A major writer of children’s literature, Laurence Michael Yep was born and grew up in San Francisco, living on the upper floor of his Chinese American parents’ grocery store. His uneventful childhood, recounted in The Lost Garden, later provided material for novels such as Child of the Owl and Sea Glass. Two turning points in his adolescence were his discovery of science fiction and having a high school English teacher who inspired him to become a writer. While studying journalism at Marquette University, he published a science-fiction story, “The Selchey Kids” (1968), anthologized in Donald A. Wollheim and Terry Carr’s World’s Best Science Fiction: 1969 (1969). Its protagonist—a survivor of the flooding of California who discovers that he was created by an experimental combination of human and dolphin genes—imaginatively foreshadows the focus of several later novels involving young Chinese Americans troubled because they are not fully Chinese, not fully American, but a combination of the two.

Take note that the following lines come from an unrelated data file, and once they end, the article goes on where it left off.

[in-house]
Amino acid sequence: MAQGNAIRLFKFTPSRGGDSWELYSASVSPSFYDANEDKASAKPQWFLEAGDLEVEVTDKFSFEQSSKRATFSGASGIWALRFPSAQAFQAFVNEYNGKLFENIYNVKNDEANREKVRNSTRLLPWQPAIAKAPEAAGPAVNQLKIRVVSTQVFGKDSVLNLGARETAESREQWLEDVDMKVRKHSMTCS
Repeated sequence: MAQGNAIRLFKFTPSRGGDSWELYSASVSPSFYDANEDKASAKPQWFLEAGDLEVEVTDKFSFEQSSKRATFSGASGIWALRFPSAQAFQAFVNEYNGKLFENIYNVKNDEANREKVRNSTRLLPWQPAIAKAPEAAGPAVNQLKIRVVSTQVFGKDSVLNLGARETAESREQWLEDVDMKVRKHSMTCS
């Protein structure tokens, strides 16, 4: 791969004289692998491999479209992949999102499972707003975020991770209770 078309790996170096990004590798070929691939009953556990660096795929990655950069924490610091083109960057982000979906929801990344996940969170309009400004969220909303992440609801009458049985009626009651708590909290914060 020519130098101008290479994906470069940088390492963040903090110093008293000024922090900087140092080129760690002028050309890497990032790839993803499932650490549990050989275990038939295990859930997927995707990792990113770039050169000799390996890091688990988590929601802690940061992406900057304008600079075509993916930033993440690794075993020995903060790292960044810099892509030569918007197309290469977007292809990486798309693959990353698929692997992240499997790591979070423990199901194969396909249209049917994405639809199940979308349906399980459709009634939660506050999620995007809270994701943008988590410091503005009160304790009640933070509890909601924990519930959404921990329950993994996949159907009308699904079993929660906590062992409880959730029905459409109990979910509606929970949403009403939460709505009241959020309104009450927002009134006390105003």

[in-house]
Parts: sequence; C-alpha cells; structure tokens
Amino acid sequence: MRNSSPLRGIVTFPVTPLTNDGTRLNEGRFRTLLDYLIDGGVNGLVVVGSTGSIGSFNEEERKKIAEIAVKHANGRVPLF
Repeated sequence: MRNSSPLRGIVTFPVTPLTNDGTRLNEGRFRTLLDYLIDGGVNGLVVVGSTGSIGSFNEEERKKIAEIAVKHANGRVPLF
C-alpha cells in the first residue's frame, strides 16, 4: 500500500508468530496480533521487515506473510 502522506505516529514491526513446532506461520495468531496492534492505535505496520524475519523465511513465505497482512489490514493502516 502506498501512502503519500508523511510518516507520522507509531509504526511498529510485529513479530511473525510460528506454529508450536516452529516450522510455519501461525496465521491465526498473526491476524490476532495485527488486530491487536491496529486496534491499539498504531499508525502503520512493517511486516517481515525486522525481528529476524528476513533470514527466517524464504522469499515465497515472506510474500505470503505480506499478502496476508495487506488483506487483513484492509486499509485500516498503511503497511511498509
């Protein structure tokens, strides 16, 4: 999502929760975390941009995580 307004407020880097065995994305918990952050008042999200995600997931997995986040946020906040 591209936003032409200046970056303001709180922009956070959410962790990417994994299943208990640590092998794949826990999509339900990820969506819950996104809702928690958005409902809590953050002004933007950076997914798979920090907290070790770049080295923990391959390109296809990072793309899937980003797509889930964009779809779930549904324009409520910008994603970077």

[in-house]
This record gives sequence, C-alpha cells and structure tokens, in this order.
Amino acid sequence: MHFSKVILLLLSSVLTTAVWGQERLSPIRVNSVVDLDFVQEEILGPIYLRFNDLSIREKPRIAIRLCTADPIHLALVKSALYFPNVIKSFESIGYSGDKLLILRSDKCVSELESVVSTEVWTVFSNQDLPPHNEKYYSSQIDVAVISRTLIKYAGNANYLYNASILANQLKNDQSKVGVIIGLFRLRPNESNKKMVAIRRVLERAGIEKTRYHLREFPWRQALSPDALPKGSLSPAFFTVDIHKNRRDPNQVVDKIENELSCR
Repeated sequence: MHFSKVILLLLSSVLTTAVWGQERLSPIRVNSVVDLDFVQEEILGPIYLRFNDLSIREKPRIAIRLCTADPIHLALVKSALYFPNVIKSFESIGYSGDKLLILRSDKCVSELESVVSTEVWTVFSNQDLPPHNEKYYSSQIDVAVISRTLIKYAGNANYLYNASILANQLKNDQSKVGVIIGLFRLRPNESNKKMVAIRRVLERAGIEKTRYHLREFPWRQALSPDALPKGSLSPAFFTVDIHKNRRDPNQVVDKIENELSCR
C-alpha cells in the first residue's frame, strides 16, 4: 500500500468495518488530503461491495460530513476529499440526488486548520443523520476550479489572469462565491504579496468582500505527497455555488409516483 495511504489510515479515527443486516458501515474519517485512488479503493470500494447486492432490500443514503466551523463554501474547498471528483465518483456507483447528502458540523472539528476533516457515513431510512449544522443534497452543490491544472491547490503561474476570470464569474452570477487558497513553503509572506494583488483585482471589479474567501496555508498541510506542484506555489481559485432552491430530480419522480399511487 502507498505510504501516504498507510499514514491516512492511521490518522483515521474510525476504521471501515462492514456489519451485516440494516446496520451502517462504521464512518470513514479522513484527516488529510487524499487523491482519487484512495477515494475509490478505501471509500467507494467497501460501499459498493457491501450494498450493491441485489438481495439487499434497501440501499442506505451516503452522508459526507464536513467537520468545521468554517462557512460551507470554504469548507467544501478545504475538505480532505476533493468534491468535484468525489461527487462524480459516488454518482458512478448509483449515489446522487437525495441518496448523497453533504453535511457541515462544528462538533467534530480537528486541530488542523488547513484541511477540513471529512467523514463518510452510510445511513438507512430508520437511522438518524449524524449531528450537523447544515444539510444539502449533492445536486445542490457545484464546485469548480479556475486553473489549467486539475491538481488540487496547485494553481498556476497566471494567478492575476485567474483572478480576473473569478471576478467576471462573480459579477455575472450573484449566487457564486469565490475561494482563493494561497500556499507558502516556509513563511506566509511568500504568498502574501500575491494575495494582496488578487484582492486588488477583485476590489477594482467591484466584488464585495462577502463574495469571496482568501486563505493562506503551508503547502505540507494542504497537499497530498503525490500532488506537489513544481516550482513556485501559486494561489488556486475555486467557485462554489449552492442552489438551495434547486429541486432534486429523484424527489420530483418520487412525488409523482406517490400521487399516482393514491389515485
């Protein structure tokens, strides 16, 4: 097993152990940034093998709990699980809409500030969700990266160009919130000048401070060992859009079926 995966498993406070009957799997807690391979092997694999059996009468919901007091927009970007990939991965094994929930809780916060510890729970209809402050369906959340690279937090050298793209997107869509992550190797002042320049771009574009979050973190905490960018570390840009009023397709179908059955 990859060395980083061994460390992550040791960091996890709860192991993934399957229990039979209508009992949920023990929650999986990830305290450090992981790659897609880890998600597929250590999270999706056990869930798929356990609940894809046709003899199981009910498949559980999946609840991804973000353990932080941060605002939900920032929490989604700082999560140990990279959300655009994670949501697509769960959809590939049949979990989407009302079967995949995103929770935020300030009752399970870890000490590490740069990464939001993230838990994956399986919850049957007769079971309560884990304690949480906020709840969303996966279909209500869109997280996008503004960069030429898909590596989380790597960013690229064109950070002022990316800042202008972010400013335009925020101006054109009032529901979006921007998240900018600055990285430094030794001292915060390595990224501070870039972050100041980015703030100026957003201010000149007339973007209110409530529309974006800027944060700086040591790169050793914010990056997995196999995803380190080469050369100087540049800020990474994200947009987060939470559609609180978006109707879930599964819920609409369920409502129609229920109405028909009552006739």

Yep continued his education, earning a B.A. from the University of California at Santa Cruz in 1970 and a Ph.D. in English from the State University of New York, Buffalo, in 1975. Encouraged by his future wife and then-editor Joanne Ryder, he wrote a children’s science-fiction novel, Sweetwater, in 1973. Though he later wrote three more science-fiction novels for adults—Seademons, a Star Trek novel (Shadow Lord, 1985), and Monster Makers, Inc.—the direction of Yep’s career was set by his second, more successful, children’s novel, Dragonwings. In the early 1900’s, a Chinese boy goes to San Francisco to live with his father, who works at a laundry but believes the message of a dream that he is really a dragon in human form. Possessing a natural aptitude for mechanical work,...
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